Friday, March 25, 2005

a poem

This is a poem I read in the latest NEW YORKER. I was in the elevator going up to my apartment, and scanning the magazine, and I noticed the poem because I know the poet. And as I read it, my jaw practically dropped and I felt dizzy. I thought, if I were a woman (I'm not) this would be about me. Maybe that is what makes it great: it applies to all of us, anyone who has ever lost in love. Maybe I will be sued for copying it here, but I am doing so in reverance. I was at Yaddo years ago with the guy who wrote it; I had a wild party in my studio and he lent me his stereo system. At the end of the party, a bat flew into the studio and terrorized us all, the drunken hangers-on. Lucy, my dear departed Lucy, and I danced. And later that night, in the early morning actually, another poet tried to seduce me, but I was scared and ran away. So many years ago...


Because he left her, she must make him
someone she doesn't love, rescripting as
deception their hand-clasped walks at dusk
when she felt his was the hand of God
linking her to him because she was
so blessed to be given this love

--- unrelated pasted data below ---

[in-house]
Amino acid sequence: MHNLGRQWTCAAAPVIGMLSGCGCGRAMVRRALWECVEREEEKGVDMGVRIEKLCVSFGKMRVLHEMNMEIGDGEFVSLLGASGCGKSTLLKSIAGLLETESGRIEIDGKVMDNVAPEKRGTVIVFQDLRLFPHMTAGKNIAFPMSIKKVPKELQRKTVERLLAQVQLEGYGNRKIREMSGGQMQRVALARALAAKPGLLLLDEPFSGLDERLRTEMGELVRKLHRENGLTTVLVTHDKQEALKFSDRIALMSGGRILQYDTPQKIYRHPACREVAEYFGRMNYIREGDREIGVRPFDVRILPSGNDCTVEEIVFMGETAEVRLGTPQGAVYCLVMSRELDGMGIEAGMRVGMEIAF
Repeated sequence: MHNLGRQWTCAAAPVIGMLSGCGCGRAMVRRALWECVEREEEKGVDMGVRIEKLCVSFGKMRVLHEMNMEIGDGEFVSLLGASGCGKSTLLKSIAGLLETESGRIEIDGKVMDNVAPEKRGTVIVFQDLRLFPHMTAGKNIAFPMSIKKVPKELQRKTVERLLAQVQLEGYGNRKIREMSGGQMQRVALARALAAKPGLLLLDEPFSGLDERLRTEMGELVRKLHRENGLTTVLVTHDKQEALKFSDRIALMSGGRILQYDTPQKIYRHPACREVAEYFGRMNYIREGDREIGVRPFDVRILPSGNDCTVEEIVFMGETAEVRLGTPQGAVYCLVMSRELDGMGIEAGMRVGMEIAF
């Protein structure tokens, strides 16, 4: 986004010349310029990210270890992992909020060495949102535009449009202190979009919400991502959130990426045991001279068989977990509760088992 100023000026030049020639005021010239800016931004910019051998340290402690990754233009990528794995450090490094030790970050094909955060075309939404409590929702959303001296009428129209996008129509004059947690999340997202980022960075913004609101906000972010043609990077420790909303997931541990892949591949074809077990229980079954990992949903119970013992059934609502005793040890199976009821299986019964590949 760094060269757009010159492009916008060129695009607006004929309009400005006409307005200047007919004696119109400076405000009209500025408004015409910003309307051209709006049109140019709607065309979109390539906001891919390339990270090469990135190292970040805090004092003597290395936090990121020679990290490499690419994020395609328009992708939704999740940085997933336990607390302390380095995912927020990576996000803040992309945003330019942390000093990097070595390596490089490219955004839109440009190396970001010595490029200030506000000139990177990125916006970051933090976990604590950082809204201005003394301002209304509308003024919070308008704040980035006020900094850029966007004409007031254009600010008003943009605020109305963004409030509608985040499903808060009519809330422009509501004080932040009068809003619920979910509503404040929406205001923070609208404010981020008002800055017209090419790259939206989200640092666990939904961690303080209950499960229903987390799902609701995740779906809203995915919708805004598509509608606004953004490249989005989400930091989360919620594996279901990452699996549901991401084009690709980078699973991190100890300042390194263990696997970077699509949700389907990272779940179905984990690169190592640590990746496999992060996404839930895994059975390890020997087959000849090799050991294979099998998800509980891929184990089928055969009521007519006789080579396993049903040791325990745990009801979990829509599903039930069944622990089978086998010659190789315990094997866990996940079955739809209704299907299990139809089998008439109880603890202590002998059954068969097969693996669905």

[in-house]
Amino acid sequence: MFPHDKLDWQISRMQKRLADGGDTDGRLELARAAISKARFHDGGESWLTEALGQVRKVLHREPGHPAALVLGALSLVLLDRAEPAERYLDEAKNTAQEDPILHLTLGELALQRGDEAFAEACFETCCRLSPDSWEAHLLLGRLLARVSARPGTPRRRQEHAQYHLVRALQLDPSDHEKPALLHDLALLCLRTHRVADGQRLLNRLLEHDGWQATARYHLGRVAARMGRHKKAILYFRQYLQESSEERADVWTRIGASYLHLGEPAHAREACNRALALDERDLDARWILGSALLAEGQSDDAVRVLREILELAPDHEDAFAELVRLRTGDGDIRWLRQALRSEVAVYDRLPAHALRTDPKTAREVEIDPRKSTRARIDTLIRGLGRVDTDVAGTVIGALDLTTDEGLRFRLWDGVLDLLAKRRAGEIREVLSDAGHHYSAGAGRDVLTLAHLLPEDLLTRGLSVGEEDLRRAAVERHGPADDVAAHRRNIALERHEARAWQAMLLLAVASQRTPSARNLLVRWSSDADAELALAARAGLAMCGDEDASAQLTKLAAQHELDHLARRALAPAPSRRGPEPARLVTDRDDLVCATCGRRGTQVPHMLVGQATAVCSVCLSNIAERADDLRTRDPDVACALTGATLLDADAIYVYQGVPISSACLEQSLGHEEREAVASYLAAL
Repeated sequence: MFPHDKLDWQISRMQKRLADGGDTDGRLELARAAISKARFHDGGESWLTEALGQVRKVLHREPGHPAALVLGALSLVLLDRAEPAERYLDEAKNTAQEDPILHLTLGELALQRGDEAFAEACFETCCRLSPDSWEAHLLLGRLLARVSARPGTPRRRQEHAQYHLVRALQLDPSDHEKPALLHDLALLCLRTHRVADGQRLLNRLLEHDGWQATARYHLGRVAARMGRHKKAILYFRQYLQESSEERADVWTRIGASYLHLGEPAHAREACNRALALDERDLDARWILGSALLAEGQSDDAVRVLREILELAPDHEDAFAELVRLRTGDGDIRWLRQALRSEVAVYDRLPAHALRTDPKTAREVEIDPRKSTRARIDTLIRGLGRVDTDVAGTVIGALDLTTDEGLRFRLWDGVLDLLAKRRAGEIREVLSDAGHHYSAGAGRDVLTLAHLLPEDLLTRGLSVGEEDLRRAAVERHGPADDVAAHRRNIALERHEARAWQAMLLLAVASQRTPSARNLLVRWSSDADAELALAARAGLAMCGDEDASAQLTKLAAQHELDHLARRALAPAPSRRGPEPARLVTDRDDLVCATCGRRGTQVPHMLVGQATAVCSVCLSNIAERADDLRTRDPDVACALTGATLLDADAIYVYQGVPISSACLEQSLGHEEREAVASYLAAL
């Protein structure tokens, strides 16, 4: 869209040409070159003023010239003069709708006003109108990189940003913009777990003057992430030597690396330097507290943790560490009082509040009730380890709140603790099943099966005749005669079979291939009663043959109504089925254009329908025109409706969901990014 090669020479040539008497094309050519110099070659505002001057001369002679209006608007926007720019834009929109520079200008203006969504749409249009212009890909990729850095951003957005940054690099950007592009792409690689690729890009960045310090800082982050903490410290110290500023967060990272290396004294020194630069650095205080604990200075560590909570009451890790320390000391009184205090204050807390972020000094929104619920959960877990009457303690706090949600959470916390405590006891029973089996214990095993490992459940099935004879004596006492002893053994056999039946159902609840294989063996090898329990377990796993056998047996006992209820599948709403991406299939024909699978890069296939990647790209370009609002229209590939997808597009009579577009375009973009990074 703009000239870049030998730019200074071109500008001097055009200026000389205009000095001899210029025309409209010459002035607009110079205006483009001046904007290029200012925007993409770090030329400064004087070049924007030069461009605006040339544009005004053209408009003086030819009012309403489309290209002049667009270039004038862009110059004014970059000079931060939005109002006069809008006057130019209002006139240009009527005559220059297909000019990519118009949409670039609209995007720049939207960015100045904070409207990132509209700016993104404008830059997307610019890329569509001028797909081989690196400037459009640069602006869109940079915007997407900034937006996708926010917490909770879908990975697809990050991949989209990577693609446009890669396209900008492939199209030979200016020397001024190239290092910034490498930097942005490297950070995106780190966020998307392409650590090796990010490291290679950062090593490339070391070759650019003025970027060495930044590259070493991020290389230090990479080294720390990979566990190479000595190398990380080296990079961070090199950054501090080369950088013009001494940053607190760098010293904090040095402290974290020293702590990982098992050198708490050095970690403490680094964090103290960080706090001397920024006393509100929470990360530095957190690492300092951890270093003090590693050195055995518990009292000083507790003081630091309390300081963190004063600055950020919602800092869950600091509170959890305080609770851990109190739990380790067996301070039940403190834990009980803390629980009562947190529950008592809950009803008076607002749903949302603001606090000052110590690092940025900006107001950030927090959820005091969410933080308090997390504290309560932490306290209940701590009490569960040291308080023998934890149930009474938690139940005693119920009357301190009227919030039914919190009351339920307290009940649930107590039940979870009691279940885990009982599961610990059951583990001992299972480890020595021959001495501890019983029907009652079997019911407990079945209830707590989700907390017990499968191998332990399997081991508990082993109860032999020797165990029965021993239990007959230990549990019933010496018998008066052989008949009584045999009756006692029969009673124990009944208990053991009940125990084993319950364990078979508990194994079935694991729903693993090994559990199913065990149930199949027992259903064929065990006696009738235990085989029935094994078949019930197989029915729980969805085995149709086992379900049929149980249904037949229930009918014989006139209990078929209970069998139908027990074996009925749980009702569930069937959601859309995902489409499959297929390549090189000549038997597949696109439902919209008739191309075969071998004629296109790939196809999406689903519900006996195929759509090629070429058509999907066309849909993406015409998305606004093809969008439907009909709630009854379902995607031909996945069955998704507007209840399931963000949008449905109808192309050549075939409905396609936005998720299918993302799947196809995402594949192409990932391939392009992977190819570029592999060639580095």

this late in life. It must have been lies:
each touching word, all thoughtfulness,
his shows of pleasure putting her first,
his endearing sex talk that first
amused her then got to her
(his hot moist breath the poison in her ear)
as he learned with seemingly selfless patience
how to move inside her as no one ever had before.
How can she change memories like these?
He must have been lying
because the man who did these things
could not leave her with no warning or reason.
But she knows he wasn't,
and, because she knows he wasn't,
she is stuck. No one can help her.
No one can enter the sacred circle they made together
she now wears as a necklace of fire.
How can she obliterate the person he is?
What is she to do? She has to live.

(Michael Ryan)

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